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Siblings Called Out By Disabled Man For Using Sign Language In Public Even Though They Aren’t Disabled

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Many of us have a family member who needs different accommodations than the rest of the family, such as hearing aids or a wheelchair. As a family, we do what we can to take care of them.

Outside of the home, unfortunately, not everyone will be so accommodating or open-minded.

Two siblings were surprised to find out there’s a time and a place for the accommodations they’ve always performed for their deaf older brother.

One sibling, “SnooPineapples4931” on Reddit, wrote in to the “Am I the A**hole?” subReddit, wondering where to draw the line.

The OP (Original Poster) asked the sub: 

“AITA (Am I the A**hole) for using sign language in public even though I’m not disabled?”

The OP explained how integral sign language has become to their communications. 

“My oldest brother is deaf from birth. And my younger brother and I were taught sign language when we were little so we could communicate with him.”

“It’s very often that when we are among friends or at family gatherings, my younger brother and I would still communicate with each other using sign language especially when we want to talk about something we don’t want other people to know.”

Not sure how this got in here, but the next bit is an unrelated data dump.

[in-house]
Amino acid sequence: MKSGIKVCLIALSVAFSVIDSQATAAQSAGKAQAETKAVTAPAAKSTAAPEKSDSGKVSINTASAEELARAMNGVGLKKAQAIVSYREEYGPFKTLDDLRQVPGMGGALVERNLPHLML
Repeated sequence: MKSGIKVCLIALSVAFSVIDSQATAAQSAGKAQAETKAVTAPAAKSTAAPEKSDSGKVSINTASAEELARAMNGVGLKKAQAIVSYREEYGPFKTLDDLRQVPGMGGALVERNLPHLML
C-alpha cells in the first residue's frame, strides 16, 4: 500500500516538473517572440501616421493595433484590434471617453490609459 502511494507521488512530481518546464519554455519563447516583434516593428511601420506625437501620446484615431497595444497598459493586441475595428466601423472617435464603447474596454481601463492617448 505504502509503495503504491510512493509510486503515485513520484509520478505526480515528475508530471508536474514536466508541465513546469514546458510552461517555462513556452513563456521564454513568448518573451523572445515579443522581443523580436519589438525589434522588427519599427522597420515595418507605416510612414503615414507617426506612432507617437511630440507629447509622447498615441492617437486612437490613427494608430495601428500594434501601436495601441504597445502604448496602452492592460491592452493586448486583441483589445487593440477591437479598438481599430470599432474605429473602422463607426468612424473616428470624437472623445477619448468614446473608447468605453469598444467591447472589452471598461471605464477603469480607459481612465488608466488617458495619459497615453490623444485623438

“My oldest brother has no problem with it.”

Despite the brother’s open-mindedness, the OP just found out others may not feel the same. 

“But apparently some people think it’s so disrespectful to use sign language when we are neither deaf nor mute, especially in public.”

“Yesterday at a friend’s parent’s funeral, which we were attending, a family member of the friend, who is disabled, confronted us.”

“He told us we, who have no hearing or speaking disability, shouldn’t be communicating using sign language in public because, first, it’s offensive to him and other disabled people.”

“Second, because we are giving the wrong impression to people who don’t know us that we’re disabled, which is also offensive.”

Despite trying to explain the situation, the OP was still reprimanded.